I know, I know, hardly the most original title for the post. But it’s at least straightforward. I’ve gone through a few of the books in my batch now, read some all the way through and passed others after trying bits of them. As I mentioned before, anything I read from beginning to end will get a full review, but the ones I didn’t finish deserve an explanation as to why. Hence, this post.
Protector, by Vanna Smythe
I had such high hopes for this one, because the plot sounded interesting and the cover, I felt, was professionally done and quite attractive. But it didn’t really hold my attention when I read it. The writing was okay, but the dialogue, especially, felt very stilted, like the author was trying to go for a very high-fantasy tone but instead it left the feeling of amateur actors on stage. Combined with a lack of detail in descriptions, the story felt bleak and unappealing.
Honestly, the story may be excellent. The synopsis certainly leads me to think that way, and it’s got dozens of good reviews on Amazon. In the end, I think this may be a case of me being a bit picky combined with the book not really being for me. And there’s no shame in that.
I’m going to keep this one around and give it another try after this challenge has ended. For me, writing syle can make or break my enjoyment of a novel, but that doesn’t mean that the story is bad. I figure there’s enough in it to warrant a closer look, but for now I’m putting it aside and moving on to other books.
The Bone Flower Queen, by TL Morganfield
I would like to stress that the reason I DNF’d this book has nothing to do with the quality of the writing, the plot, or any other reason that I might normally be dissatisfied with a book. No, the reason that this one got DNF’d is because it’s book 2 of a trilogy, and I simply haven’t read the first book. And within the first few pages, there are mentions made to previous events, and the author included a note that essentially said, “BTW, if you really want to enjoy this, read the first book first.” Which I can’t do, as it wasn’t the one submitted for the SPFBO challenge.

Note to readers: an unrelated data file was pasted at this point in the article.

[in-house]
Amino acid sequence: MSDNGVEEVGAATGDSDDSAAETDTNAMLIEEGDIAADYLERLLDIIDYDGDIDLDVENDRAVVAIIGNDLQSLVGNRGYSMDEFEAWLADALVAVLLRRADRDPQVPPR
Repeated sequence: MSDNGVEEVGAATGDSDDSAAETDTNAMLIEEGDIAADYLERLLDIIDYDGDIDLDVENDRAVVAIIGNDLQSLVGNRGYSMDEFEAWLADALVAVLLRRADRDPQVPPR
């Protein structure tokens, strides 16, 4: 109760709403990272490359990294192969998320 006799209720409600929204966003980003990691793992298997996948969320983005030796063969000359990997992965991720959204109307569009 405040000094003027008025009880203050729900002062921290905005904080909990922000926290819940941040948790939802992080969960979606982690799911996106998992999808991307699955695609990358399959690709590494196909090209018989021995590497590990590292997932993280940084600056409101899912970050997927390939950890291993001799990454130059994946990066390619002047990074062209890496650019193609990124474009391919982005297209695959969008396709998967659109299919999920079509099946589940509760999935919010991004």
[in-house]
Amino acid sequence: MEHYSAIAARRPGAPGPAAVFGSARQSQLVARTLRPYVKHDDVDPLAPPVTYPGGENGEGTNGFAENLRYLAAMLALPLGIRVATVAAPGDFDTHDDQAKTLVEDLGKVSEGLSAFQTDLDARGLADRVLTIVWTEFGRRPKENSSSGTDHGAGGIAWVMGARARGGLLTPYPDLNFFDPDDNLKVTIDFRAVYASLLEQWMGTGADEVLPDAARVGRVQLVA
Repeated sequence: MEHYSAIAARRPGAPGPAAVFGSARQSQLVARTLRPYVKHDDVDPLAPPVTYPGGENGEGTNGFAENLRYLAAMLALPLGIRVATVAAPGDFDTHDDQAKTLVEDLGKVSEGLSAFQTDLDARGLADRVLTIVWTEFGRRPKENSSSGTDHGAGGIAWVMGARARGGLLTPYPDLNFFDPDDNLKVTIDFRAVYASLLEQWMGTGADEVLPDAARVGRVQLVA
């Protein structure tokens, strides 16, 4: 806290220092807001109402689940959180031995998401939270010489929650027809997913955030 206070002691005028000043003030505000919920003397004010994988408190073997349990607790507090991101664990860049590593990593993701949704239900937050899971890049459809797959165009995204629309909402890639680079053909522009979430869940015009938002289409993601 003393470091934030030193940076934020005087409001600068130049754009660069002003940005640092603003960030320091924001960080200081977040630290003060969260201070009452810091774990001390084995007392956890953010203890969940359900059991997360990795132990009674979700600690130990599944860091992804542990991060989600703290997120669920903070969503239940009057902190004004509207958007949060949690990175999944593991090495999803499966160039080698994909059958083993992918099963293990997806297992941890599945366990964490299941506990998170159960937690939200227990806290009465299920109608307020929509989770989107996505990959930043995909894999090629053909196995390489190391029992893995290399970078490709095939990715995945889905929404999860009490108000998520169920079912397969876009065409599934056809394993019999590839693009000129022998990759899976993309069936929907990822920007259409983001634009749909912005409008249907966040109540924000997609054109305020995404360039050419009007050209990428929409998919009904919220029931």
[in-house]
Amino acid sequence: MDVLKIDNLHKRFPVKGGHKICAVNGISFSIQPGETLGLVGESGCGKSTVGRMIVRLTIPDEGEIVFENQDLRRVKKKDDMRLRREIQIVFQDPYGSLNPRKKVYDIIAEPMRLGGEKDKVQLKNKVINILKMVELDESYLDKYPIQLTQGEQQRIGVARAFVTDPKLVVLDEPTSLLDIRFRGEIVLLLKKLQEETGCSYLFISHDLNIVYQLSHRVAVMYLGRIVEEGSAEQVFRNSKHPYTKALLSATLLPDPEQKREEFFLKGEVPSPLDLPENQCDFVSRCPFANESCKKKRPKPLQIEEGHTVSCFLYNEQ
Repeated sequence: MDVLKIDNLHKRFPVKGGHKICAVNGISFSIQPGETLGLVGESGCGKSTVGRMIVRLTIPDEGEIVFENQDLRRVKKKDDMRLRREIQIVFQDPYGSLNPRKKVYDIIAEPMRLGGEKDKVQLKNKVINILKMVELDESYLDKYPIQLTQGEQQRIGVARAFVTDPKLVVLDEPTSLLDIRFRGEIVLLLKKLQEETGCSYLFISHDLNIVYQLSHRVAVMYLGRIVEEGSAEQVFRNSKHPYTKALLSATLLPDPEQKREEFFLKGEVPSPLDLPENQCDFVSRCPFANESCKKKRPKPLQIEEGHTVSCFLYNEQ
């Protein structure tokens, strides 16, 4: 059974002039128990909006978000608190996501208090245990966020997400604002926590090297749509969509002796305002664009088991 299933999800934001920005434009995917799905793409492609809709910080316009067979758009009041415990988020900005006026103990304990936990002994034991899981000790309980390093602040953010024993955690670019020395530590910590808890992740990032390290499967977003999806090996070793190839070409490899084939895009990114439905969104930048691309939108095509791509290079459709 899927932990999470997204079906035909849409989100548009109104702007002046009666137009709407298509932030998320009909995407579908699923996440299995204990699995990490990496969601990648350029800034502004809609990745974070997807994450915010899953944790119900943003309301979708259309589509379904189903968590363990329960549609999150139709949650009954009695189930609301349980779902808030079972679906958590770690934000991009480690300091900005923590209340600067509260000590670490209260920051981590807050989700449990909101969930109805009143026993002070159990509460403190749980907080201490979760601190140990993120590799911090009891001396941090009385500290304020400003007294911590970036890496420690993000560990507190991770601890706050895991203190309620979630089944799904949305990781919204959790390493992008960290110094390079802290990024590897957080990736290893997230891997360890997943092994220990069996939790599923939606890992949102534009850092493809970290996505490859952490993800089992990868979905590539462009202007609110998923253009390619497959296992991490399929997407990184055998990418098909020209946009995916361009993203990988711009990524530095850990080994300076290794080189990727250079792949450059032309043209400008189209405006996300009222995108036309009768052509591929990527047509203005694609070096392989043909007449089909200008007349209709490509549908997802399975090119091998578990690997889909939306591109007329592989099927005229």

And believe me, I wish it had been. When I glanced at the first few pages, I enjoyed the writing, the story seemed interesting, and it’s a book I very much want to read! Historical fantasy set in Mexico? Praise from Aliette de Bodard? I have no idea why this series isn’t attracting more attention.
I can say with certainty that if I get my hands on the first book, I’m going to dive into this series quite happily.
Ascent of the Unwanted, by Nathan T Boyce
I didn’t get very far with this one. On the first page alone, I felt it needed a copyeditor, since there were misplaced commas and misspellings. Pushing through to the first chapter, I found the writing syle unpolished and simplistic. Based on writing style, I would have assumed that the book was intended for younger readers, mid-grade fantasy, but given that the synopsis of the plot involves murder, rape, and prostitution, I’m thinking this isn’t the case. No real motivation to return to this one.
I’ve at least glanced at att the books in my list, to see if anything jumps out at me right away that would make me want to not look any closer at it. Even the ones with descriptions that I didn’t think were that interesting at least seemed to hold some attraction for those first few pages, which is something I didn’t expect, and I’m quite happy about it. That’s no guarantee I’ll end up reading them all or that there’ll be no more DNFs over the course of the challenge, but at least there’s that initial toe-in-the-water test done.
On a related note, I’m really enjoying seeing the SPFBO posts on other blogs. I’ve found a couple of books that I want to take a closer look at that ended up on other lists, so even books that don’t make it to the final round of judging have at least garnered some attention. And isn’t that the whole point of this, after all?
And now if you’ll excuse me, I’ve got some more reading to do!